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I made a Json save system for my Unity game. I wanted to make something as generic as possible to keep the code DRY. I couldn't find much information online on how to make something generic.

Could you guys let me know what do you think of it?

So first, I have this utils class to save and load json data.

public class JsonDataManagement
{
    private static string GetPath(string fileName)
    {
        return Application.persistentDataPath + Path.AltDirectorySeparatorChar + fileName;
    }

    public static void SaveData<T>(string fileName, T data)
    {
        string path = GetPath(fileName);

        string jsonString = JsonUtility.ToJson(data);

        using StreamWriter writer = new StreamWriter(path);

        writer.Write(jsonString);
    }

    public static T LoadData<T>(string fileName)
    {
         string path = GetPath(fileName);

         using StreamReader reader = new StreamReader(path);

         string json = reader.ReadToEnd();

         return JsonUtility.FromJson<T>(json);
    }

    public static bool FileExists(string fileName)
    {
        string path = GetPath(fileName);

        return File.Exists(path);
    }
}

Then, I have this container class to store the data. As it is generic, I can pass any class to it:

public class JsonDataUser<T>
{
    public T JsonData;

    private string jsonFileName;

    public void SaveData()
    {
        JsonDataManagement.SaveData<T>(jsonFileName, JsonData);
    }

    public JsonDataUser(T _StartJsonData, string _jsonFileName)
    {
        jsonFileName = _jsonFileName;

    /// <summary>
    /// Currently we only need to load the data once as the game begins
    /// This is why we do the loading here in the constructor and why
    /// we don't have a dedicated load method
    /// </summary>

    if (JsonDataManagement.FileExists(jsonFileName) == true)
    {
        JsonData = JsonDataManagement.LoadData<T>(jsonFileName);
    }

    else
    {
        JsonData = _StartJsonData;
    }
    }
}
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  • \$\begingroup\$ You're not following the Microsoft naming guidelines, plus your capitalization is inconsistent. \$\endgroup\$
    – BCdotWEB
    Commented Mar 22, 2022 at 10:44
  • 1
    \$\begingroup\$ @BCdotWEB That is an answer. \$\endgroup\$
    – pacmaninbw
    Commented Mar 22, 2022 at 11:37

1 Answer 1

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JsonDataManagement

Since you can not enforce the consumer of your class to call FileExists before any other operation call that's why your current implementation is fragile.

I would suggest to make that method private and call it inside the SaveData and LoadData. Also if existence check fails then you should handle it. In my case I throw a FileNotFoundException but you might want to create the file on behalf of the user when the SaveData is called.

public class JsonDataManagement
{
    public static void SaveData<T>(string fileName, T data)
    {
        string path = GetPathAndCheckExistency(fileName);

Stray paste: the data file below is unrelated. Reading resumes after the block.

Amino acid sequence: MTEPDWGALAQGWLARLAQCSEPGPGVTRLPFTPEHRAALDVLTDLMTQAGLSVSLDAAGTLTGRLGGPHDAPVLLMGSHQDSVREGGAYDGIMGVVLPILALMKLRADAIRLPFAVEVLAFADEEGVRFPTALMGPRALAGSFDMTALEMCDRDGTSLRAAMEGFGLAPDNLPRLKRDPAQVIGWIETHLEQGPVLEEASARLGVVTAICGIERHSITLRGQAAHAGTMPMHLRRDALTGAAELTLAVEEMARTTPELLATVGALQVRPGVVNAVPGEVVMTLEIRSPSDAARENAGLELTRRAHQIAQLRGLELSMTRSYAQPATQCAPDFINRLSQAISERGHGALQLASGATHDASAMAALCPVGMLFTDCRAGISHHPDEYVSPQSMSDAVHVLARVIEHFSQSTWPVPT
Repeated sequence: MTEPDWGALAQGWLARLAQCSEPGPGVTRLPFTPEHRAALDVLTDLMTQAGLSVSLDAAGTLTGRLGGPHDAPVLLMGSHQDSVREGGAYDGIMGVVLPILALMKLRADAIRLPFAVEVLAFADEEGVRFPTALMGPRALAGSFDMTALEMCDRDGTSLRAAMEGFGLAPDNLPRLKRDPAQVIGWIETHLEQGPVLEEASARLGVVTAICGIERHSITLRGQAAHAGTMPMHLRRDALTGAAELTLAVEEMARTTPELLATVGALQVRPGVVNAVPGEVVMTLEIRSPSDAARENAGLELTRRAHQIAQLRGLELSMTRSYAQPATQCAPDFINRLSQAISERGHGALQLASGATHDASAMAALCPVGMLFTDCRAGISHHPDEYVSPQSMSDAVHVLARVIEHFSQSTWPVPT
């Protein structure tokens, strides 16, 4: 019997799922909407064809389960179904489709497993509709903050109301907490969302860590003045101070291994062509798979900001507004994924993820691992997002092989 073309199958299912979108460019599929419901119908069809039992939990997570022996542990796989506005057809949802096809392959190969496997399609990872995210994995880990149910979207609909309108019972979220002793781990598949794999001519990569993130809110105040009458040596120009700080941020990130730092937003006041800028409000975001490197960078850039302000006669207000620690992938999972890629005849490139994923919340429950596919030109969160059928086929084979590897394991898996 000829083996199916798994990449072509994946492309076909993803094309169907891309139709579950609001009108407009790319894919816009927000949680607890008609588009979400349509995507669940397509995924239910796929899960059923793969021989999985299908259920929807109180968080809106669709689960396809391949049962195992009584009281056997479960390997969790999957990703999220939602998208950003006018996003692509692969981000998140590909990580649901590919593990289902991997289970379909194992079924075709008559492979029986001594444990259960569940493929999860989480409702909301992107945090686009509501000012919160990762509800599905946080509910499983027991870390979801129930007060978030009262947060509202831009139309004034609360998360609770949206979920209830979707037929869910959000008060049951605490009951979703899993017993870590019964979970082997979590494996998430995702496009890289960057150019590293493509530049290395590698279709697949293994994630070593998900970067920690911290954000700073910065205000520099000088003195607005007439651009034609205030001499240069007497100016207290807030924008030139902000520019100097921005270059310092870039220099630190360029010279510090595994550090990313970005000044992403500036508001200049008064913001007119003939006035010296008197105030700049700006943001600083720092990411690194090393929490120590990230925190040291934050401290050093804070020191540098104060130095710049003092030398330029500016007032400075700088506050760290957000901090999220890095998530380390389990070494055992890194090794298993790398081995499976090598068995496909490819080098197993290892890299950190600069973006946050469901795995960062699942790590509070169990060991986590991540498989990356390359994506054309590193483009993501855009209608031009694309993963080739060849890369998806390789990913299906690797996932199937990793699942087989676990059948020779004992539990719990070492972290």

using var writer = new StreamWriter(path);
        writer.Write(JsonUtility.ToJson(data));
    }

    public static T LoadData<T>(string fileName)
    {
        string path = GetPathAndCheckExistency(fileName);
        using var reader = new StreamReader(path);
        return JsonUtility.FromJson<T>(reader.ReadToEnd());
    }

    private static string GetPathAndCheckExistency(string fileName)
    {
        var filePath = string.Join("", Application.persistentDataPath, Path.AltDirectorySeparatorChar, fileName);
        if (!File.Exists(filePath))
            throw new FileNotFoundException(message: "The provided file does not exist.", fileName: fileName);
        return filePath;
    }
}

JsonDataUser

I think this name is misleading with the User suffix. For me this functionality resembles to the memento design pattern, so callig the class JsonDataMemento might be a better idea.

I think you should not anticipate the filename from the class consumer. It should be an auto-generated name hidden from the consumer. But depending on the requirements it might make sense to expect that from the user.

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  • 1
    \$\begingroup\$ Thanks a lot for your help. I am just wondering, why makes it fragile? If there is no file, then the base data will be loaded instead. Same thing for saving, if there is no file yet, a new file based on the current data will be saved. I guess there are some principles I am missing. \$\endgroup\$ Commented Mar 25, 2022 at 13:48
  • \$\begingroup\$ @willywinelover I said it is fragile since the JsonDataManagement class can be used like this: JsonDataManagement.LoadData<T>(jsonFileName) without performing an existence check for the file. So the StreamReader will throw an exception while it tries to read from a non-existing file. Is it clear now? \$\endgroup\$ Commented Mar 25, 2022 at 14:44
  • \$\begingroup\$ @willywinelover According to my understanding the JsonDataManagement can be used without the JsonDataUser wrapper. So placing the fallback logic into a wrapper does not help on the fragileness of the manager class. \$\endgroup\$ Commented Mar 25, 2022 at 14:46
  • 1
    \$\begingroup\$ Ok now I see it. Thanks a lot. \$\endgroup\$ Commented Mar 25, 2022 at 15:03
  • \$\begingroup\$ By the way, when you say "I think you should not anticipate the filename from the class consumer. It should be an auto-generated name hidden from the consumer. But depending on the requirements it might make sense to expect that from the user.". I am not sure how to do this. How is JsonDataManagement supposed to know what each file should be named? \$\endgroup\$ Commented Mar 25, 2022 at 15:14

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